The words “insects” and “photographer” can be in the same context in two cases: when it comes to which repellent is better to buy for shooting in the forest, or when it comes to macro photography. However, a spoiler: macro lovers will also need repellent. Read about how to remove a spider so that neither he runs away from you, nor you from him, read in this material.
Sometimes novice photographers feel some stupor — they do not understand what to shoot. However, if you look closely, a whole microcosm is hiding right under your nose: in a nearby park or right in the garden near the house. You just need to know where to look. And get the right tools.
What technique is better to shoot insects
Why cameras with a Micro 4/3 matrix are good for macro photography
How to catch a “model“
How to choose the optimal camera settings for macro photography of insects
The most important trick of macro photography is to get as close to the subject as possible. The main assistant in this is macro lenses. Their main distinguishing feature from any other lenses is the ability to focus on an object that is close. This allows you to shoot in such a way that the object on the matrix is the same size as in life. A prime example of a good macro lens is the Canon EF 100mm f/2.8L Macro. It provides a 1:1 zoom ratio, which is ideal for macro photography.
There are also more budget options — for example, Laowa lenses. As a rule, for more budget lenses, the scale is 1: 2. This means that the image on the ant’s matrix will be half the size of the real ant. A little worse, but still acceptable.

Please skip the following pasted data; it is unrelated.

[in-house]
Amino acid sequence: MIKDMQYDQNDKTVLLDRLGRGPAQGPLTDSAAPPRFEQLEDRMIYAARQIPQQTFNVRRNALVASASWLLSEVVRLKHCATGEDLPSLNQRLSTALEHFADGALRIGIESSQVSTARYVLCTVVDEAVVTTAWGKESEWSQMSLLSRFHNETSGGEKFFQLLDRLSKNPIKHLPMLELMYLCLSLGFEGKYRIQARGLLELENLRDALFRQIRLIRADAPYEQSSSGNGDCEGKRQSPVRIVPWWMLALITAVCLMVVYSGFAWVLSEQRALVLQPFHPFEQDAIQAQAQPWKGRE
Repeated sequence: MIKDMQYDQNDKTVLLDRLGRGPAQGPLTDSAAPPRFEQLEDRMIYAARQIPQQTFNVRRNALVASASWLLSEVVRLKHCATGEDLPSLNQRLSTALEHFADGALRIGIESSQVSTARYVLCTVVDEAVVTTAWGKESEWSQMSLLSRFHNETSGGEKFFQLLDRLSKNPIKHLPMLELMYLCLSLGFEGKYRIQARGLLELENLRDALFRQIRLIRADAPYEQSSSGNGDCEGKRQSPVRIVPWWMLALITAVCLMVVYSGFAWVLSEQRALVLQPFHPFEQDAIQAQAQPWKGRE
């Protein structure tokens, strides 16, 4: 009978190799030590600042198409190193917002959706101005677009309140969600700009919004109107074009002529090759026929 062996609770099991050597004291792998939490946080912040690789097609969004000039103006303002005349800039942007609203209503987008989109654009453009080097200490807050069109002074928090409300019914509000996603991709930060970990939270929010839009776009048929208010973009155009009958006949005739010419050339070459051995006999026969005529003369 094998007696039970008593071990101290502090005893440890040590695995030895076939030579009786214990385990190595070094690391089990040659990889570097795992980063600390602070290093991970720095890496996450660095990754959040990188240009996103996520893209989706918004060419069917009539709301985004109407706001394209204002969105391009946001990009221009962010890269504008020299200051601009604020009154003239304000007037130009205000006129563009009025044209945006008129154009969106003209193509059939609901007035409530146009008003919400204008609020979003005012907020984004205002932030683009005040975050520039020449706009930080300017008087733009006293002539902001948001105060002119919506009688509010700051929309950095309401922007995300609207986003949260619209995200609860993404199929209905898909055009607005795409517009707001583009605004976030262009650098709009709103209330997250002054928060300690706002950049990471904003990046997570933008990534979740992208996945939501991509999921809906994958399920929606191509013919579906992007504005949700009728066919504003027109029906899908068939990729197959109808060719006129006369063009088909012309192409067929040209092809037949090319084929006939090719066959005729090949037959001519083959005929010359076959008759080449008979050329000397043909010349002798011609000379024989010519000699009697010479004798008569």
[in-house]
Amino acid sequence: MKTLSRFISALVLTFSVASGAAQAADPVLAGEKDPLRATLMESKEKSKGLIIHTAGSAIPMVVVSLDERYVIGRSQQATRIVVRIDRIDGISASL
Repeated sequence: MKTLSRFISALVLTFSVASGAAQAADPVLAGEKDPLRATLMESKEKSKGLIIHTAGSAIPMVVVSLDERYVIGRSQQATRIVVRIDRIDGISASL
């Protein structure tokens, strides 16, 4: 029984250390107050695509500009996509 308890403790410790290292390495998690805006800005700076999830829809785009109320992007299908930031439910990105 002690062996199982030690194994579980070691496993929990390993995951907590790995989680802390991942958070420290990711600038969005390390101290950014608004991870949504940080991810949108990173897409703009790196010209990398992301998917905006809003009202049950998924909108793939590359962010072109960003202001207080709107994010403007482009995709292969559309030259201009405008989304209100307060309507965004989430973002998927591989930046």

Another option for macro photography is the use of macro rings and macro lenses. They exist for almost every system and allow you to make a macro lens out of any lens. The essence of the work of these devices is that they physically move the lens away from the matrix and allow you to focus closer and shoot small objects.
Also, a macro flash and a good tripod can be useful for shooting insects.
There are two main reasons why macro photographers love the Micro 4/3. First, the smaller the matrix, the more efficiently its area will be used. That is, with the same 1:1 scale on a full-frame matrix, the ant will take up less space, there will be more unused space. On Micro 4/3 the frame will be denser, the ant will look larger.
Second, the small sensor provides maximum depth of field. The smaller the sensor size, the greater the depth of field will be when using the same settings and the same lenses. Depth of field determines how much space is sharp and how much is blurred.
And the larger the matrix, the less depth of field and the more problems. If you look at the problem of macro photography precisely through the prism of problems with depth of field, then it is really easier to shoot a spider on a smartphone than on a full frame. At full frame, there will be only whiskers in sharpness, on the phone there are chances to catch the whole insect.
This is why cameras with small sensors are so loved by macro photographers. A typical representative of cameras with such matrices: Olympus OM‑D E‑M1.
Insects will not pose for you. It is a fact. But if you’re careful, some people won’t mind you stomping around with a tripod and a camera.
It’s easiest to start with snails. Strictly speaking, they are not insects. But they also belong to the microworld, they are very pretty and they definitely won’t run away or fly away. At most, a frightened snail can hide in its shell. But if you do not touch her for several minutes, she will stick out her horns again.
It is best to shoot insects immediately after sunrise or just before sunset. Insects are cold-blooded, their speed of movement is directly related to the temperature of the environment. When it’s cold outside, insects become lethargic and inactive. So the ideal moment for shooting is when it is already light (to make it easier to focus and generally more convenient to shoot), but cold. The optimum air temperature for shooting insects is +15–17 degrees. When it’s warmer, the insects will definitely be too active to shoot. When it gets colder, many will hide in burrows and be hard to find.